Dasseti ESG

ESG Reporting: Navigating the Myriad Standards

Some key takeaways from the recent Private Equity US ESG Summit in New York.

With multiple ESG standards and reporting options, what represents best practice?

Our GP clients have seen a significant increase in report requests from investors this year and it’s causing a lot of extra work. Many European-based investors are asking for not only fund level ESG data but individual data for each portfolio company. They are building the requests to calculate metrics themselves such as financed emissions and WACI (Weighted Average Carbon Intensity).

We are even seeing LPs asking for SFDR (Sustainable Finance Disclosure Regulation) PAI (Principal Adverse Impact) metrics even for funds not covered by SFDR.

While there has been some coalescence around certain frameworks such as GRI, SASB, TCDF in recent years, there is a move towards requesting data that is most material, not relying exclusively on a specific standard. Materiality is becoming more important than internal initiatives or targets.

Data narrative matters

Harmonization is helpful but it’s important not to lose sight of the fact that data is most useful for measuring progress, at both a GP and portfolio company level.

Investors may want the same categories of data (like scope 1 emissions or gender diversity) but the way in which they request the data (the questions asked and units of measure) can vary drastically, which makes reporting more difficult. In terms of best practices, some firms think it’s important to take a more industry specific approach to capture and focus on the ESG topics most material to the underlying investments. They do also look for universal trends in LP requests. Others can be sector agnostic; their reporting goals focus on transparency.

For GPs, frameworks are an important way of understanding what data makes most sense to their portfolios.

ESG covers a large range of topics, can the sector align in coherent ways to the evidence progress?

We’ve spoken to many GPs who would like better alignment, mainly so that they can build out standard templates to send to different parties. This would reduce the need for custom responses which are incredibly complex and time consuming.

PAI and TCFD reporting are being used widely across Europe, but the US is still in the early days of ESG data collection. We know it will become more refined over the next few years.

One client told us “When it comes to emissions, I think that we will move toward becoming increasingly scrutinized and third-party reviews and limited assurance or audits will become more standard.”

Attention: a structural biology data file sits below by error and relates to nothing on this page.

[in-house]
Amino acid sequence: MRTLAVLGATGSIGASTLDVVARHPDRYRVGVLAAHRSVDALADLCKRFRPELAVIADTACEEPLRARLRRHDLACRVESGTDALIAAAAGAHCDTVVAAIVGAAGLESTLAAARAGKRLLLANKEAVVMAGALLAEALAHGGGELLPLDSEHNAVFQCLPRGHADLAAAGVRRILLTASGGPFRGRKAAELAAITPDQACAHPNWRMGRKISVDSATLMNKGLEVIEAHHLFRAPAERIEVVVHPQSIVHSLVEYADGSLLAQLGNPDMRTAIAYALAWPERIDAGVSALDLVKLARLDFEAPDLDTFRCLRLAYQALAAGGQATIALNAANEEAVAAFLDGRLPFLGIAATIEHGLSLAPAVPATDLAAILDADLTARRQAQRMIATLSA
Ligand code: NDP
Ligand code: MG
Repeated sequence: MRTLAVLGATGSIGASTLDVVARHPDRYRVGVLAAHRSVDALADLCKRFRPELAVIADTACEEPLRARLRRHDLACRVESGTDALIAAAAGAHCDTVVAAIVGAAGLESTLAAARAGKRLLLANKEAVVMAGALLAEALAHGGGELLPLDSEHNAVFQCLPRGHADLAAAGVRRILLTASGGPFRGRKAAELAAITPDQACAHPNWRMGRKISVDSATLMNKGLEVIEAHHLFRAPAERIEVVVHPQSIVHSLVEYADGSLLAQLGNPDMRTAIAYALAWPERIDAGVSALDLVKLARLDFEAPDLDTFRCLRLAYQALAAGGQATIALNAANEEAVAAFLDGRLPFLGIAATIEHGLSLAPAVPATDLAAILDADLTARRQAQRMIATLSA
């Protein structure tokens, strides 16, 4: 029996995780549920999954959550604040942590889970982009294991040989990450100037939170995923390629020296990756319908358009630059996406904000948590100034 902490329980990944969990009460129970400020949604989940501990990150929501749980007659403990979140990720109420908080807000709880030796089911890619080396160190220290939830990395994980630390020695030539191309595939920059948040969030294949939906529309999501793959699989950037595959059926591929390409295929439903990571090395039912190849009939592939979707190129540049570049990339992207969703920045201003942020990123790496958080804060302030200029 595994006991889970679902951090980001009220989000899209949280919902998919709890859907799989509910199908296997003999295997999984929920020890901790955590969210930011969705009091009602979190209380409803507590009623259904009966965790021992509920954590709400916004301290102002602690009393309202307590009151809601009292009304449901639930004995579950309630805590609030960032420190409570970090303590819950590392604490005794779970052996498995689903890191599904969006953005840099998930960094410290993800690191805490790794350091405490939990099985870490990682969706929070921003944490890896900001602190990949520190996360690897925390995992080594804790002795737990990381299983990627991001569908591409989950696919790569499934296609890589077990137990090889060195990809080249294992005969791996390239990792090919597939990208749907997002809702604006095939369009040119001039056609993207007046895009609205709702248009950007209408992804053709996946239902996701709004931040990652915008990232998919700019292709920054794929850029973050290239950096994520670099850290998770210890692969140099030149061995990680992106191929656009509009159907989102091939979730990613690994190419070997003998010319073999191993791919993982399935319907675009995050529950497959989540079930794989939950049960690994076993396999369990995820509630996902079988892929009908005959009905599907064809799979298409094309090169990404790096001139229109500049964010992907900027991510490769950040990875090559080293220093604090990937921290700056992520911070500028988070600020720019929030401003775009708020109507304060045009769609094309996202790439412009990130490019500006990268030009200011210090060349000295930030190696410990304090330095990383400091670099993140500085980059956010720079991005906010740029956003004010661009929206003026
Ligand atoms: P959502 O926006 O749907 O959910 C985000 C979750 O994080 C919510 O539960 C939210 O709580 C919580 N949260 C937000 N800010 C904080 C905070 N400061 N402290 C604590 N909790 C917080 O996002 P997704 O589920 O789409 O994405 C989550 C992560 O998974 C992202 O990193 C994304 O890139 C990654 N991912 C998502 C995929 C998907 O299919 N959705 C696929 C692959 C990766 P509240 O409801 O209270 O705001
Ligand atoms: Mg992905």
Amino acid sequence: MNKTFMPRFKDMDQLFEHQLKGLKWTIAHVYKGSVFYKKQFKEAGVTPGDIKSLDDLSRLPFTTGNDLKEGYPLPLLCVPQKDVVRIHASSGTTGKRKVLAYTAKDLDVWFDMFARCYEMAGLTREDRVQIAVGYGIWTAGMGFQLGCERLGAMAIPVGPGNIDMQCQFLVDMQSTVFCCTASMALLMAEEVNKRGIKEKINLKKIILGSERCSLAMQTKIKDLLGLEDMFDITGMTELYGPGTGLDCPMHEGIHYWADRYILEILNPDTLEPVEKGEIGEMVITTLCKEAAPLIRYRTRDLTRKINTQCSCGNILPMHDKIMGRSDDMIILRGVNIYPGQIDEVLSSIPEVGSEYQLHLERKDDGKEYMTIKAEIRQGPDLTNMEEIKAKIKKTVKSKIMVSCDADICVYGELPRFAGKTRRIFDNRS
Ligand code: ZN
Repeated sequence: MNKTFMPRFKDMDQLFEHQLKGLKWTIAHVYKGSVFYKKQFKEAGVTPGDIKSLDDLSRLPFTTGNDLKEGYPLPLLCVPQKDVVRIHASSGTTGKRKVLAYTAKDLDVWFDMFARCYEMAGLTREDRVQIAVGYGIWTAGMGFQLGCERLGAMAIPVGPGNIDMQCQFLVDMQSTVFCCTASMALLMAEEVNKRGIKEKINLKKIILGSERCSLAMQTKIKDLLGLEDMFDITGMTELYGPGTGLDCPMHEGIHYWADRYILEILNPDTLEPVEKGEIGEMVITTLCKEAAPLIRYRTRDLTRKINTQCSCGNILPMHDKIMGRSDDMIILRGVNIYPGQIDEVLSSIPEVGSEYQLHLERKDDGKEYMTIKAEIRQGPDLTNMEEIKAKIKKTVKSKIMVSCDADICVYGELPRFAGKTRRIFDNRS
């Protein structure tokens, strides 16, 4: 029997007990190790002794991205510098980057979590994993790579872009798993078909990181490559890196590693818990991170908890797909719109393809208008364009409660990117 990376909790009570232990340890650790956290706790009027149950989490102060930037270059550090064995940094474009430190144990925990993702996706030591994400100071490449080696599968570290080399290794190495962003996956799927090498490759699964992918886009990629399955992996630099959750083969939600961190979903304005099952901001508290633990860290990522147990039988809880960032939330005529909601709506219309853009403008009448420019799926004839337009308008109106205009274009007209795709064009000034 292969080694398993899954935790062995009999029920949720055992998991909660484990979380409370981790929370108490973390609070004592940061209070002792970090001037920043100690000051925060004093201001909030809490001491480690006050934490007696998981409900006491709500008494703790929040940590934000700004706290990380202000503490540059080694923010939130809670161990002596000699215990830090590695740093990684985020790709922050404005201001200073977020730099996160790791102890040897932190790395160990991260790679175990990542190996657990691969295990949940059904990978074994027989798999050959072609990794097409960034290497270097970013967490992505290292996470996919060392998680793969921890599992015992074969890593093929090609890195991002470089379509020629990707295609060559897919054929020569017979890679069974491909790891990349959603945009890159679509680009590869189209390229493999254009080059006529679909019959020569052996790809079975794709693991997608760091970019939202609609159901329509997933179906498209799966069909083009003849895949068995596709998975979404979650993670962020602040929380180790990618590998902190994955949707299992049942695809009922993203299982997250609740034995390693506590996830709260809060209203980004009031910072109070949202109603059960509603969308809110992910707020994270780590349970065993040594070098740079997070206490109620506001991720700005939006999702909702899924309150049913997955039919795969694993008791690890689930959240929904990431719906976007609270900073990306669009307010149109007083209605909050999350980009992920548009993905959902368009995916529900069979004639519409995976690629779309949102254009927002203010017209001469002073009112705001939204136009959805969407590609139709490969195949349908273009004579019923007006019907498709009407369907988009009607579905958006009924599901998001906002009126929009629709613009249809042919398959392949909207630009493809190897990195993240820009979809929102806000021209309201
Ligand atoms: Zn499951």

Different industries need different data

For GPs, an industry specific approach for each investment is crucial. If you look at ESG factors for an energy company and a tech company, the material ESG factors will be completely different. Additionally, if you look at specific metrics across these companies – for example GHG emissions, water use, safety data, diversity data – they will have completely different profiles, and it will say nothing about how they compare to one another.

It goes without saying that if you compare any of these companies to industry peers or an industry benchmark, you will get a much better idea of their performance and progress.


For fund or portfolio level data to be useful at an aggregate level, it needs to be rather basic and considered universally material regardless of industry. This can reduce its value. Although GPs could show year-over-year changes to aggregate metrics, which could be more useful.

Most GPs want to understand ESG data in the context of the overall company strategy, market positioning, regulatory backdrop, customer profile and exit strategy. They can help LPs get a clear picture of where the differences between companies lie since they have a better understanding at the entity level. Some GPs apply ESG priorities around themes which allows them to go to portfolio companies with a consistent message.


ESG reporting is constantly evolving and as a technology provider we work with individualized metrics and can incorporate industry standards as they change. We help GPs choose between data points or standards and combine them with their own. Often firms already have a process that may not fit the framework of any standardized process regulatory, or software provider prescribed, so for us, being able to offer flexibility is essential. 

Keep reading in part two on how to best leverage an array of different reports and rating standards.

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